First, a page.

Race starts at 8:10 pm in Bahrain/1:10 am (Monday) in Malaysia
The big news for second last race of the 2020 Formula 1 World Championship is, of course, the replacement of Lewis Hamilton by George Russell. The World Champion was tested positive on Monday after the last race and immediately started his self-isolation, as required by the authorities and in accordance with Standard Operating Procedures applied for events. As the self-isolation will be at least 10 days, this meant that he could not race this weekend at the Sakhir Grand Prix which is also run on the Bahrain Circuit.
22-year old British driver George Russell takes Hamilton’s place so his racing number ‘63’ is now on the Mercedes-AMG racing car. Russell has been with Williams Racing since 2019 and the team was willing to release him to race for Mercedes-AMG. British-Korean Jack Aiken, Williams’ test and reserve driver, will drive in his place.
Russell is no stranger to Mercedes-Benz though, having been a member of the Mercedes-Benz Junior Programme since 2017, when he won the GP3 Series championship as a rookie, before repeating the feat in Formula 2 in 2018.
“It will not be a straightforward task for George to make the transition from the Williams to the W11, but he is race-ready and has detailed understanding of the 2020 tyres and how they perform on this generation of cars. George has shown impressive form this year with Williams, playing an instrumental role in their climb up the grid, and I am optimistic that he will deliver a strong performance alongside Valtteri, who will be a demanding reference for him,” said Team Principal and CEO Toto Wolff.
In practices during the week, Russell seems to have settled into the W11 and clocked fastest laps. “It’s been good working with the team and I’m learning a lot every single lap I’m in the car. I think my lap times are a bit deceiving at the moment and not the true representation of the pace. There’s still a lot of work to do to get comfortable in the car and with the set-up,” he said.
He is the fifth driver to race for the Mercedes-AMG Petronas F1 Team since 2010, and the third British driver to represent Mercedes-Benz in F1 after Sir Stirling Moss and Lewis Hamilton.
Brazil’s Pietro Fittipaldi will also make his F1 debut, taking the place of Romain Grosjean who was involved in the horrific accident during the last race. Fittipaldi, the grandson of 2-time Formula 1 world champion Emerson Fittipaldi , is test and reserve driver for the Haas F1 team. The last time there was a Brazilian driver in F1 was Felipe Massa in the 2017 Abu Dhabi GP.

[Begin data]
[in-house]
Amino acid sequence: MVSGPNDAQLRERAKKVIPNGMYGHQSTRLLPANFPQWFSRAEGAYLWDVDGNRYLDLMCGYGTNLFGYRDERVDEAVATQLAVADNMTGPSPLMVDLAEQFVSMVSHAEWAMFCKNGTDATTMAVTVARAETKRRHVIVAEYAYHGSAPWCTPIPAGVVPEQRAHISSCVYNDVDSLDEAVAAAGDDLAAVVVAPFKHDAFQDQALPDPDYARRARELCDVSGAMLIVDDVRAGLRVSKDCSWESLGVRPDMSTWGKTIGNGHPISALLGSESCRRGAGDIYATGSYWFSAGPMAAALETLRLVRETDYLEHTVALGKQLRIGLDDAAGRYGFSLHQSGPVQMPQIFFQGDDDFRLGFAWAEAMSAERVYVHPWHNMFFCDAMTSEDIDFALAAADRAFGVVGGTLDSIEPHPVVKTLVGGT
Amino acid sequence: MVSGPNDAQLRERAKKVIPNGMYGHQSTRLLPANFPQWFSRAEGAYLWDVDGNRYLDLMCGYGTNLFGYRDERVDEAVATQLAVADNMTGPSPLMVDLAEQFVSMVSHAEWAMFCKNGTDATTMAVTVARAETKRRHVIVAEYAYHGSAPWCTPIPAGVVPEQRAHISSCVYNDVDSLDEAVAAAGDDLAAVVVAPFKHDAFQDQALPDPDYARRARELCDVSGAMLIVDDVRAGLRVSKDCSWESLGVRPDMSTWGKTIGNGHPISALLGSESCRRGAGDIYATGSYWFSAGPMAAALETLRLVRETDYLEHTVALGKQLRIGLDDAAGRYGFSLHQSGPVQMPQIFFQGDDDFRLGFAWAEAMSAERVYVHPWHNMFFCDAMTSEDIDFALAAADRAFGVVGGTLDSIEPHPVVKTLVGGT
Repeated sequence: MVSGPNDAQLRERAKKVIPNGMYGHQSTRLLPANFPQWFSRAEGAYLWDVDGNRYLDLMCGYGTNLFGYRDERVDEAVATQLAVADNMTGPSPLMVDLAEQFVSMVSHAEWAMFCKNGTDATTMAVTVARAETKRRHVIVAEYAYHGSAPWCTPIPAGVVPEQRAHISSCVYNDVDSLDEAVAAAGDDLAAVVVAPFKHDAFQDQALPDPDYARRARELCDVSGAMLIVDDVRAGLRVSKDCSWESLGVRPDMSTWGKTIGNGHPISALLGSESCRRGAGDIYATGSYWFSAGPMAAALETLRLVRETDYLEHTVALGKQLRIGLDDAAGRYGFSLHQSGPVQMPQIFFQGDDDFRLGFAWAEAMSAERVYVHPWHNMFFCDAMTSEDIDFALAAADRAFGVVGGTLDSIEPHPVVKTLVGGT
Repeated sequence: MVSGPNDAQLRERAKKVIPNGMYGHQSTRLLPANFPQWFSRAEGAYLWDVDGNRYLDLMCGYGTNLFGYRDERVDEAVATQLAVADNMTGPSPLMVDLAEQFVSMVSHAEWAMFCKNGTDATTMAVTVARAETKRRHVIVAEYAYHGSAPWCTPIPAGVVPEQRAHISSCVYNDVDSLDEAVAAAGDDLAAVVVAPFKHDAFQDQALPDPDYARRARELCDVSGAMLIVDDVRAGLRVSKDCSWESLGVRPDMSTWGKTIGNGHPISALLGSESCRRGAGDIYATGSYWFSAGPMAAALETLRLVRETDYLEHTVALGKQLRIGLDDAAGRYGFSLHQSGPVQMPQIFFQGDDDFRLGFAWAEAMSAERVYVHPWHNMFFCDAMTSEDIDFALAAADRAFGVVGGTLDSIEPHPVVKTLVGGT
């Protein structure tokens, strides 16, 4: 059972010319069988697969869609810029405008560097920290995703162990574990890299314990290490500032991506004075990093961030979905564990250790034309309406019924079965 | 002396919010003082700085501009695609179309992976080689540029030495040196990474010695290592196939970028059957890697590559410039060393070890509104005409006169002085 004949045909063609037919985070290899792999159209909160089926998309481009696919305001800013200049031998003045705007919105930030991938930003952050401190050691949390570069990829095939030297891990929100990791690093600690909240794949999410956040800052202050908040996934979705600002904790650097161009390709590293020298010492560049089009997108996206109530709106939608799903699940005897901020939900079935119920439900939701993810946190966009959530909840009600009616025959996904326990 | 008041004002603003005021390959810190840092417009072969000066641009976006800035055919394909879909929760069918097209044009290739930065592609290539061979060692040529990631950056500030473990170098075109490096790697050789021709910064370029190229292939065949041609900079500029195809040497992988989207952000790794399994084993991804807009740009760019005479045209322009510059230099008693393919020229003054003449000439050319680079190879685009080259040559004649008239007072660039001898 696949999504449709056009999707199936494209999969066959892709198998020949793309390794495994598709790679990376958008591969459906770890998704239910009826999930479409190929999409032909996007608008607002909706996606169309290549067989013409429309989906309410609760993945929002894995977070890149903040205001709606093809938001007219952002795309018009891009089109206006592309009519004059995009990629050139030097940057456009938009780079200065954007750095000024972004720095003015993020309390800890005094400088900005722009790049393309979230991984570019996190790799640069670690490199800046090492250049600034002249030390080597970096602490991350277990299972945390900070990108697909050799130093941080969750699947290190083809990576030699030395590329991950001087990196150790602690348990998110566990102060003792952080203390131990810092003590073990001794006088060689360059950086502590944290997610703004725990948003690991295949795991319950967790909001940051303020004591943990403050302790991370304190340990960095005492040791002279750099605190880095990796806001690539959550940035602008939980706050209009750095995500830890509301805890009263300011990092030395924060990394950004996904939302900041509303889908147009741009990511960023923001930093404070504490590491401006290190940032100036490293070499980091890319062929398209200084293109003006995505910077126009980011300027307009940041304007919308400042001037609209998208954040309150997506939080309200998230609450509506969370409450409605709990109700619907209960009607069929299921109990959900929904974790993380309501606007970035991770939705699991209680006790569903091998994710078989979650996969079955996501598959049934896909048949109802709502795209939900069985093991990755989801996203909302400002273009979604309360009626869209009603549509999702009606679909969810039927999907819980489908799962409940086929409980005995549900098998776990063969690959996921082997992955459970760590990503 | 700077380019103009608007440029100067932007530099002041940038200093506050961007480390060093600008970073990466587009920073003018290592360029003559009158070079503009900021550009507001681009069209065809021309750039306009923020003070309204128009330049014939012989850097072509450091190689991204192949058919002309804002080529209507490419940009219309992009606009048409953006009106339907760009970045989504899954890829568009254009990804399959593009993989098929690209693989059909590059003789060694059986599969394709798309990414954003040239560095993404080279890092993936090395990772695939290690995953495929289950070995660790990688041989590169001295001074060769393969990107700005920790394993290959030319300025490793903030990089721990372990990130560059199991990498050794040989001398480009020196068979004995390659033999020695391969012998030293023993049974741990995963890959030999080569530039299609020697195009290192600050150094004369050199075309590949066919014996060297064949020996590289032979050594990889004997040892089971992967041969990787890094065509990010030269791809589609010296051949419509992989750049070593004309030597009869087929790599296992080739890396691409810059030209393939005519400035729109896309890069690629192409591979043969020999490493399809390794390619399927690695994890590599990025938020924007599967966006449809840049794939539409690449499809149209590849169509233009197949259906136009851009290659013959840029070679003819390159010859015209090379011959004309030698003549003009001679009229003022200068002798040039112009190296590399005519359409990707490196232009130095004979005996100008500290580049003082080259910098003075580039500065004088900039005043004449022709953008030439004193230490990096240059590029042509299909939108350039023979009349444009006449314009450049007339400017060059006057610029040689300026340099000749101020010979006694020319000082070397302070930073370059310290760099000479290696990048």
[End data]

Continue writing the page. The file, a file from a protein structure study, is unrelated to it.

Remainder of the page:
While the race takes place at the same circuit and also at night, the layout is different as the Outer Circuit is being used. This is a shorter track – 3.5 kms instead of 5.4 kms – and 11 corners instead of 15. The drivers will have to circulate for 87 laps compared to last weekend’s 57 laps to get an almost similar total distance of 300+ kms, with each lap being less than a minute.
This is the first time that the layout has ever been used for an international race, and 87 laps is the highest number on the F1 calendar. There is no historical data for the new middle sector which starts from the usual Bahrain Grand Prix layout at the exit of Turn 4.
Track surface is always a big topic with new tracks and while the surface on the new section in Bahrain is similar to the rest of the circuit and made from the same material, it’s not been used anywhere near as much, so is therefore less worn and ‘greener’ as a result. Pirelli is supplying the same tyres as last weekend, with the C2 compound as the white Hard tyres, the C3 as the yellow Medium, and the C4 as the soft tyres.
The different layout will require some set-up changes, though not great. Though there are few braking points, those that exist will be hard on brakes so effective cooling will be important.
“In terms of the race itself, firstly the person putting out the pit board is going to be busy… with 87 laps worth of updates and only 60 seconds (compared to 90 seconds) to place the correct lap number and gaps to the car in front and behind. And on the pit wall, there will be less time for decisions to be made, with a smaller window to consider, decide and action those crucial strategic calls,” said a member of the Mercedes-AMG team.